SETI [ASTRO] Lunar Prospector To Be Crashed To Find Lunar Ice

Larry Klaes (
Wed, 02 Jun 1999 15:25:55 -0400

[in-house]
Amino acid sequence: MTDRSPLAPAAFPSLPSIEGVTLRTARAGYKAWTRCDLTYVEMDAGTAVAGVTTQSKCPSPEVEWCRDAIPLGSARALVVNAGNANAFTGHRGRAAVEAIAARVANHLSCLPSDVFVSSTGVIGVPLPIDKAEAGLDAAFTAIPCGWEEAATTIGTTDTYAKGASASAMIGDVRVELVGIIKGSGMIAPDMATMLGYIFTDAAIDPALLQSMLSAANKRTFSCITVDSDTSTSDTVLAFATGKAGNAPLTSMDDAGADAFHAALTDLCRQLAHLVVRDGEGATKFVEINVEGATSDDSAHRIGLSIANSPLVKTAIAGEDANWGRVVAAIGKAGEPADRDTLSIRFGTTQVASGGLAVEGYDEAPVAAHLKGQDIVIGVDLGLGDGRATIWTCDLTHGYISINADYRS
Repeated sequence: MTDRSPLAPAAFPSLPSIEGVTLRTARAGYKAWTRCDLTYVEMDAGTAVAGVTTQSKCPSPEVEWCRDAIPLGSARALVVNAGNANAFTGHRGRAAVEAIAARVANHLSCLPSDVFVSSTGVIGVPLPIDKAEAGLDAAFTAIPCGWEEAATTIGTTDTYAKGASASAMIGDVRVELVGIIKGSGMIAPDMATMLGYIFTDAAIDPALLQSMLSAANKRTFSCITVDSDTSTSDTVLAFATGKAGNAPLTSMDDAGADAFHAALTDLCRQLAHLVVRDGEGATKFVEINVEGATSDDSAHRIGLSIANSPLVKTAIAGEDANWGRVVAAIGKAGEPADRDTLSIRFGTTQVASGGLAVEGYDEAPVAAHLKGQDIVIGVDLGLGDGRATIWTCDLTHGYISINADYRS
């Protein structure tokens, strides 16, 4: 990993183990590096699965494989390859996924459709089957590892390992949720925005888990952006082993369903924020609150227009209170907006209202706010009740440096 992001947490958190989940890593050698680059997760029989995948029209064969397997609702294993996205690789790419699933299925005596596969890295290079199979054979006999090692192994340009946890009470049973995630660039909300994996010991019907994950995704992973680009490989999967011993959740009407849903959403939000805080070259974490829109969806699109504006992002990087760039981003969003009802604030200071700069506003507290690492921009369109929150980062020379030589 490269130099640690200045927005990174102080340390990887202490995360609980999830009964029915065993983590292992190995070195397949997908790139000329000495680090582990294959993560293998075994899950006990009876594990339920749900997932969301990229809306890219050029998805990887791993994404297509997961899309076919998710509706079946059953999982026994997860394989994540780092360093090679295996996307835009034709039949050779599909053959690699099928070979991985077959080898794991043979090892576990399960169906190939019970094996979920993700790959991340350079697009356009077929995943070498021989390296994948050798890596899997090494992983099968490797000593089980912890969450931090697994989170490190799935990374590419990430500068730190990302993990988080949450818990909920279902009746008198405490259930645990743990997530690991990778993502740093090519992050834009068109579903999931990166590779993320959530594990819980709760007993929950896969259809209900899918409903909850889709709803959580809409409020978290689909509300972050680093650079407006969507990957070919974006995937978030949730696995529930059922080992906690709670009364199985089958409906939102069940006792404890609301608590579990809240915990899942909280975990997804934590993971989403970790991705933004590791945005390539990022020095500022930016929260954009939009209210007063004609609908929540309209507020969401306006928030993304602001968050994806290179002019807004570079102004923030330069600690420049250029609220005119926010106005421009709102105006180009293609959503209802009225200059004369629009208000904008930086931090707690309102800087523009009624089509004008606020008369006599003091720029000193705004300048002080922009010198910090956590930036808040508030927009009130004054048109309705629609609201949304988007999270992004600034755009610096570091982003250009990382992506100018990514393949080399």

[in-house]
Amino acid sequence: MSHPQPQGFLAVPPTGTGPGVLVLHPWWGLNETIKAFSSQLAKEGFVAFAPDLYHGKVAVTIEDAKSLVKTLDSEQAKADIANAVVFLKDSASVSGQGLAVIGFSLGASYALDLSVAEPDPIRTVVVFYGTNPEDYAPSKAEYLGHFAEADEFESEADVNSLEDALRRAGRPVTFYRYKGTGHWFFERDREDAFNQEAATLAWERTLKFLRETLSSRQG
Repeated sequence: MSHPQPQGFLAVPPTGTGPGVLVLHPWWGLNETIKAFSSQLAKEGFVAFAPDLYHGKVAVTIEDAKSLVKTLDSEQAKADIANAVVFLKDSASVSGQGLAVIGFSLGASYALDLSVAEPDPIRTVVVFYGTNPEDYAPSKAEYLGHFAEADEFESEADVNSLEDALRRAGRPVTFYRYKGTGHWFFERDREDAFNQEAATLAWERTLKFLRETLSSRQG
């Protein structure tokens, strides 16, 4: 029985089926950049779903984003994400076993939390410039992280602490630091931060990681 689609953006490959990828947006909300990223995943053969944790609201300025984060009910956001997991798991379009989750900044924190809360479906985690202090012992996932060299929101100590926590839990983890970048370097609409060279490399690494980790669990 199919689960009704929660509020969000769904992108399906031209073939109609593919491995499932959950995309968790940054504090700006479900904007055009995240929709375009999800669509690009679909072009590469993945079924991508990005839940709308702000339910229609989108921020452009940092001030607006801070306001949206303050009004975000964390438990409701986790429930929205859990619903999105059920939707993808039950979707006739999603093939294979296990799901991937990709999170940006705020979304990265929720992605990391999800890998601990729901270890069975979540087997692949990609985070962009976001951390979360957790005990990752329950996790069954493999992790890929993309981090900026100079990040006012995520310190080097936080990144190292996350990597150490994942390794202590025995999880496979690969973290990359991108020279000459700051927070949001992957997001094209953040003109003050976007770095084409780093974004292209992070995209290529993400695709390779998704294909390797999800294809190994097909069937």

>X-Authentication-Warning: majordom set sender to owner-astro using -f >Date: Wed, 2 Jun 1999 14:56:23 GMT >From: Ron Baalke <> >To: >Subject: [ASTRO] Lunar Prospector To Be Crashed To Find Lunar Ice >Sender: >Reply-To: Ron Baalke <> > >Office of Public Affairs >University of Texas-Austin >P O Box Z >Austin, Texas 78713-7509 >(512) 471-3151 FAX (512) 471-5812 > >June 1, 1999 > >UT Austin researchers and NASA to crash spacecraft to find lunar ice > >AUSTIN, Texas -- Is there water on the moon? Researchers at The University >of Texas at Austin have designed a quick experiment to find out -- crash a >retired lunar module into the moon's south pole, which is believed to contain >ice. > >UT engineers and an astronomer are teaming up with researchers from >NASA-Ames and the Los Alamos National Laboratory to analyze the debris >created by the crash and check for evidence of water. > >"The discovery of ice on the moon would be of great importance for human >exploration of space. Space explorers could separate the ice into hydrogen >and oxygen and use it for rocket fuel. They could use the liquid water to >build and supply a lunar base," reasons Professor David Goldstein, a UT >Austin aerospace engineer who helped design the experiment, along with >Professor Steve Nerem, also a UT Austin aerospace engineer. > >Goldstein identified a NASA spacecraft now orbiting the moon called "Lunar >Prospector," whose mission will end this summer when it runs out of fuel >and crashes into the moon. > >His group has proposed to make Prospector's end a controlled crash, targeting >a crater at the moon's south pole believed to have ice patches. Using some of >the world's most powerful telescopes, Goldstein's group can measure the >plume of water vapor created by the crash, thereby proving water's existence >on the moon. The crash is planned July 31. > >Prospector, as part of its primary mission, clearly detected hydrogen at the >moon's poles. Hydrogen, along with oxygen, make up water, so Prospector >found strong, but inconclusive, evidence of water at the poles. Prospector >found the hydrogen inside permanently shadowed craters, craters whose >floors never see direct sunlight, which would melt any ice. > >"It really is a long-shot experiment," admits Goldstein. "We are crashing >Prospector into a permanently shadowed polar crater, which means we >cannot see the crash. But we hope to create a barely measurable plume of >debris containing ice crystals, dust and water vapor, which will rise out >of the crater for a few minutes. In addition, although the moon generally >has no atmosphere, we hope the vapor produced by the crash may produce >a very thin atmosphere that we can detect several hours later." > >Goldstein's group is coordinating observations from UT's McDonald >Observatory, the Hubble Space Telescope and the Keck Observatory in >Hawaii. NASA has provided preliminary approval for the project, although >final approval is pending. > >Goldstein's plan "Impacting Lunar Prospector in a Cold Trap to Detect Water >Ice" is to be published in a forthcoming issue of the Geophysical Research >Letters and presented at the American Geophysical Union's spring conference >June 1-4 in Boston. > >For further information from the following sources contact: > >American Geophysical Union, Harvey Liefert, 202-939-3212 >NASA-Ames, Lisa Chu Thielbar, 650-604-0182 > >The University of Texas at Austin College of Engineering of maintains a >web site at > > >

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